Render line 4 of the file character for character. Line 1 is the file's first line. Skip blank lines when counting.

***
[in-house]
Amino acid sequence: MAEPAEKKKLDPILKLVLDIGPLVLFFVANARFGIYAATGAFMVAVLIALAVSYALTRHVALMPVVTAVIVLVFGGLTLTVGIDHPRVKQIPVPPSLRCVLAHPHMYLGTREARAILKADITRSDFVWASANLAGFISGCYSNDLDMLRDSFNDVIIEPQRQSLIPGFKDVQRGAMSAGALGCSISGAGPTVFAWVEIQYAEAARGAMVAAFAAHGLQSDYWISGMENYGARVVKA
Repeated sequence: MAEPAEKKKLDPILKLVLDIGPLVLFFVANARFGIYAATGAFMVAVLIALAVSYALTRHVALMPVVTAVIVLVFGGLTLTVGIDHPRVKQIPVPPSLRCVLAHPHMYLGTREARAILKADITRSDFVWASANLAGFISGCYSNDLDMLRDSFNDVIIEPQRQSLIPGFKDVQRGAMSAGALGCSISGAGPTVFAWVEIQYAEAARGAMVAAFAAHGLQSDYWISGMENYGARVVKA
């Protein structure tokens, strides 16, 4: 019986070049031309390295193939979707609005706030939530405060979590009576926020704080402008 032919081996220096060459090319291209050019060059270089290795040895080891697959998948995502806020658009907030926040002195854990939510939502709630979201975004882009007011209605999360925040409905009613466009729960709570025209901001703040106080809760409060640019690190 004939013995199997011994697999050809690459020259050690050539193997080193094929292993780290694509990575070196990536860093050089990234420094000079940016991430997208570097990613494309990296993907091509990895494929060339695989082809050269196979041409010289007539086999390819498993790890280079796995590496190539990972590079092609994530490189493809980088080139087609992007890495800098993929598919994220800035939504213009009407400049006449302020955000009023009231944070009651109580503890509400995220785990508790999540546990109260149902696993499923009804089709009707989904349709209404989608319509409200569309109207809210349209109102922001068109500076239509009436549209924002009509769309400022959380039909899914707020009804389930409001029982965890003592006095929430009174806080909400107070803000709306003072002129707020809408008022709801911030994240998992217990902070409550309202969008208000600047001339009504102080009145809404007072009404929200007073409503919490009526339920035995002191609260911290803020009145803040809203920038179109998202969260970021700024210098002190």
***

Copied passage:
């Protein structure tokens, strides 16, 4: 019986070049031309390295193939979707609005706030939530405060979590009576926020704080402008 032919081996220096060459090319291209050019060059270089290795040895080891697959998948995502806020658009907030926040002195854990939510939502709630979201975004882009007011209605999360925040409905009613466009729960709570025209901001703040106080809760409060640019690190 004939013995199997011994697999050809690459020259050690050539193997080193094929292993780290694509990575070196990536860093050089990234420094000079940016991430997208570097990613494309990296993907091509990895494929060339695989082809050269196979041409010289007539086999390819498993790890280079796995590496190539990972590079092609994530490189493809980088080139087609992007890495800098993929598919994220800035939504213009009407400049006449302020955000009023009231944070009651109580503890509400995220785990508790999540546990109260149902696993499923009804089709009707989904349709209404989608319509409200569309109207809210349209109102922001068109500076239509009436549209924002009509769309400022959380039909899914707020009804389930409001029982965890003592006095929430009174806080909400107070803000709306003072002129707020809408008022709801911030994240998992217990902070409550309202969008208000600047001339009504102080009145809404007072009404929200007073409503919490009526339920035995002191609260911290803020009145803040809203920038179109998202969260970021700024210098002190």